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Using Leaven

Using Leaven

In our last blog, we made leaven. Leaven is old dough that you save back and you use to inoculate a new batch of dough with yeast. We took our leaven and preserved it in salt. Today we’re going to wake this leaven back up and use it to make a new batch of bread.
First, we need to scrape off as much salt as possible. We put the salt on earlier because we wanted it to be dry to slow down the yeast activity. Now that we want to wake it back up you need to get as much salt off as possible. Once you have as much salt off of it as you can get, you need to chop it up into the smallest pieces possible. Just make it crumbs if you can. Then dissolve it in about a cup of warm water.

Using Leaven (Time 0_10_09;28)

Stir the leavened water to get as much dissolved as possible, then use a cloth to strain out any crusty material that would not dissolve. You should end up with about ¾ of a cup of liquid yeast.

Using Leaven (Time 0_10_50;20)

Now we need to make a sponge. Add your yeast to about 1 ½ cups of good quality bread flour. This is going to make a very soupy mixture but this is where the yeast is really going to come alive again. Cover and set aside. This could take as long as overnight so cover it with either a wet cloth or some plastic to keep it safe. When this is ready, you’re going to see large bubbles starting to form and it’ll have a very spongy texture.

Using Leaven (Time 0_11_28;18)

Once it’s ready we can start making our bread. Start off with about 3 cups of bread flour in a bowl. To that add about 2 teaspoons of salt. Now let’s put about a cup of the sponge into our flour. Once the sponge is incorporated, add a cup of nice warm water and mix this into our dough.

Using Leaven (Time 0_11_49;06)

If the dough looks a little wet you can sprinkle it with a little extra flour, then turn it out on a floured surface and knead it until it has a smooth soft texture. At this point it’s time to take another piece of dough off to save for our next batch of bread. You want a piece that’s about a half to a whole cup of dough and we’ll put this in salt just like we did before.

Now place the rest of your bread dough in a bowl and cover it with a cloth for an hour or two until it doubles in size. Once it has risen, punch it back down and reform it into a loaf, place it back into the bowl and allow it to rise one more time.

Now preheat your oven. You can use a conventional oven, an earthen oven, or even a Dutch oven. Once you have your oven warmed up, sprinkle some corn meal onto the surface where the bread will be cooked to keep the layer from sticking. The corn meal will brown up just a hair to let you know if the oven is the right temperature if you are using an earthen oven or Dutch oven. Slit the top of your bread so that it can grow a little, you will want a nice sharp knife for this. Now slide your bread gently into your oven and close it up.

Using Leaven (Time 0_16_45;26)

It should cook about 30 minutes until it’s a really nice golden brown. After 15 minutes you want to take a peak to make sure this thing isn’t overcooking, then you can adjust the heat accordingly. Sourdough bread is a much more dense bread so it can take a little bit more cooking than you might think. Don’t worry about possibly overcooking it a little bit, it’s going to need a little bit of that to get the heat all the way into the inside.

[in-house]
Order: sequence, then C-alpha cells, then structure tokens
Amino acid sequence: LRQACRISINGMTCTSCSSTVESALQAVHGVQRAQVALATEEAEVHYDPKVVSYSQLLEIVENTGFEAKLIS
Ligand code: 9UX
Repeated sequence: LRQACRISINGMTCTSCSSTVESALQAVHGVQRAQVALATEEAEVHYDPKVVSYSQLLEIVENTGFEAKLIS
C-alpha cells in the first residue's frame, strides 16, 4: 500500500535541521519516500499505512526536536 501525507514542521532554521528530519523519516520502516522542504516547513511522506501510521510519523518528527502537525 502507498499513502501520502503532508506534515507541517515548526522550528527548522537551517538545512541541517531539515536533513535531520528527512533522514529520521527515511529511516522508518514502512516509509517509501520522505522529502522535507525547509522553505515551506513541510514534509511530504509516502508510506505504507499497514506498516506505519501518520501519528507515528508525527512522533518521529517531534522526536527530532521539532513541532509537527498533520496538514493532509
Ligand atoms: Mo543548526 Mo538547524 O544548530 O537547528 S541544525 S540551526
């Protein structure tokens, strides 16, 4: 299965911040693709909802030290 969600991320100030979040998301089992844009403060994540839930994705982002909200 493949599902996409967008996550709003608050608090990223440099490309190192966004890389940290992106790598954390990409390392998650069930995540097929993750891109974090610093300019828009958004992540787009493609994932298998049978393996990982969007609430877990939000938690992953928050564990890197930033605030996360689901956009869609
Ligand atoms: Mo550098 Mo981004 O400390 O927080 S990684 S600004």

And there we have it, bread baked from leaven or old dough. You know, each time you repeat this process and save back dough you get a little bit more flavor, each time it’s going to keep developing and make a wonderful tasting bread.

Transcript of Video:

In our last episode, we made leaven. Leaven is old dough that you save back and you use it to inoculate a new batch of dough with yeast. We took our leaven and we preserved it in salt. Today we’re going to wake this leaven back up and use it to make a new batch of bread.

Last week we prepared a dough and then we saved off a little piece, the leaven, to use this week. This is the dough that was sitting in the salt. What we need to do now is to scrape off as much salt as possible. We put the salt on earlier because we wanted it to be dry. We wanted it to slow down the yeast activity. Now that we want to wake it back up we need to get as much salt off as possible.

I’m going to chop this leaven, this dried leaven, up into the smallest pieces possible. We’re going to dissolve this in some water so the smaller the particle size the better.

When we’re done with this, we can add about a cup of nice warm water so we can get this to dissolve.

Now I’m going to keep stirring this so I can get as much dissolved as possible. I need to strain out as much of this crusty material, it really doesn’t dissolve, so I’m going to strain it through this cloth.

We’re going to end up with about ¾ of a cup of liquid yeast.

Now I’m going to make a sponge. I’m going to add about a cup and a half of good quality bread flour and stir this in and it’s going to make a very soupy mixture. This is where the yeast is really going to come alive. We’re going to cover this up and set this aside. It may take as much as overnight for this to wake back up. You’ll want to cover it with either some wet cloth or some plastic.

Now we’ve prepared a sponge last night. Let’s have a look at this. When this is ready, you’re going to see large bubbles starting to form. It’ll have a very spongy texture. Let’s make our dough. I’m going to start off with about 3 cups of bread flour in a bowl. To that I’m going to add about 2 teaspoons of salt. Now let’s put about a cup of this sponge into our flour. Now that we’ve got this sponge in here,  I’m going to add a cup of nice warm water and then mix this into our dough.

This dough looks a little wet so I’m going to sprinkle it with a little extra flour before I turn it out and knead it.